George Armstrong Custer

Custer was the hero of the Battle of the Little Bighorn. Or was he merely an arrogant fame-seeker?

custer

GEORGE ARMSTRONG CUSTER
George Armstrong Custer (1839-1876) was a celebrity in his own lifetime, thanks to his dashing appearance, undoubted physical bravery and talent for self-promotion. When he died alongside his men while battling an overwhelming Indian force he became a legend. Was this all-American hero everything he seemed?

The Myth Custer was the hero of the Battle of the Little Bighorn. Or was he merely an arrogant fame-seeker?

The Only Way Is Up
Custer's military career didn't start well. In 1861, he graduated from the West Point military academy at the bottom of his class. But the American Civil War had begun and Union generals were desperate to recruit officers. Custer soon found himself on the battlefield, where he distinguished himself as an aggressive, if sometimes reckless, cavalry commander. Aged just 23, successive field promotions had earned him the temporary rank of brigadier general.

Custer stood out for another reason: he had begun to dress extravagantly. His uniform was trimmed with gold, he wore a red necktie and a white, wide-brimmed hat. Later, he adopted the buckskin tunic of a frontiersman. He declared that he always wanted to be recognisable to his men.

FREE SPIRIT
A year after the war ended in 1865, Custer became a lieutenant colonel in the regular army's 7th Cavalry Regiment. In 1867, while serving in Kansas, he was court-martialled for making an unauthorised visit to his wife, Elizabeth (pictured, left). The authorities suspended him but he was back in the traces a year later because things were hotting up in the U.S. military's campaign to subdue Native American tribes.

U.S. policy towards Native Americans during this period was at best confused. Many have called it downright dishonest. In 1868, the government signed a treaty guaranteeing Sioux Indians undisturbed use of the Black Hills in South Dakota. The Sioux regarded this region as sacred. Yet, in 1874, Custer led an expedition to the Black Hills, reporting that they contained gold. A gold rush began and the stage was set for confrontation.

SEEKING BATTLE
The government ordered that all Indians had to leave the area and move to reservations by January 31, 1876. In June 1876, Custer was sent to the Little Bighorn River, north-west of the Black Hills. Here, he and his men were to form one half of a two-pronged attack against a camp that included several Native American tribes and was led by the Sioux Chief Sitting Bull (pictured, left). Late on June 24, Custer arrived within striking distance of the camp, which lay across the river, a few miles to the north. The other force was still two days away but Custer decided to attack anyway.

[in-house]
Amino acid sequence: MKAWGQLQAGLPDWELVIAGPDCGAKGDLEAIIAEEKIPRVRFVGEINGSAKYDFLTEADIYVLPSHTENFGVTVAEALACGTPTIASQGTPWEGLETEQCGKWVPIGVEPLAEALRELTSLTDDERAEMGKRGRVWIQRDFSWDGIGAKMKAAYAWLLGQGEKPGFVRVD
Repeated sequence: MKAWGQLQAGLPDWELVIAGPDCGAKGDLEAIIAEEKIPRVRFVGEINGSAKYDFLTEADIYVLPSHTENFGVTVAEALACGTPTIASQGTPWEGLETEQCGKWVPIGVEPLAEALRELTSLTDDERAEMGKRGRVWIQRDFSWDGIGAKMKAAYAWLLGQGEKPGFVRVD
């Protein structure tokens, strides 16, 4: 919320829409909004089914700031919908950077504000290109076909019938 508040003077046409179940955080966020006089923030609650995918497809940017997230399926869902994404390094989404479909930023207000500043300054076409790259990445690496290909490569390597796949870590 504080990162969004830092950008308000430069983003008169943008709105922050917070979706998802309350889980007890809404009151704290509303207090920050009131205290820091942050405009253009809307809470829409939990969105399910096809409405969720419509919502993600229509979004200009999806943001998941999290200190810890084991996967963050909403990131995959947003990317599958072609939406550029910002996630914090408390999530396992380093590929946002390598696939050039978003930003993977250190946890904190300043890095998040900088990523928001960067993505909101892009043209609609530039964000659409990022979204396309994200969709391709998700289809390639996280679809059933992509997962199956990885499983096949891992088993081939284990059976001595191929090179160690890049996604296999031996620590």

The following day, Custer split his force of around 650 men into three columns, leaving a fourth detachment to guard the pack animals. He ordered the first column to reconnoitre south of the village. The second was to attack the village from the south. Custer's column was to advance northwards and then turn west to attack the village.

LAST STAND
The plan rapidly unravelled. Custer had underestimated the size of the village and the fighting spirit of its warriors. The southern attack force was overwhelmed by hundreds of braves and forced to retreat, eventually meeting up with the reconnaissance column. Together, the two columns made a stand, losing scores of men. To the north, meanwhile, Custer and more than 200 men under his command were all killed in a desperate struggle against a far superior force of Indians.

The debacle of the Battle of the Little Bighorn shocked America. The government sent thousands of troops to batter the Indians into submission. Ironically the Indian victory at Little Bighorn was the last of its kind. Another battle began – a battle for Custer's reputation. Some officials, including President Ulysses Grant, criticised Custer for his handling of the encounter.

MAKING THE MYTH
Elizabeth Custer responded by dedicating the rest of her life to defending her husband's reputation. She wrote and lectured widely, lauding Custer as an exemplary officer and gentleman. Gradually, the myth of a heroic, blameless Custer massacred by "savages" took hold. It is only relatively recently that historians have reminded us that Custer was leading an aggressive military force when he and his men were killed. What's more, the quality of his leadership at Little Bighorn is at the very least open to question.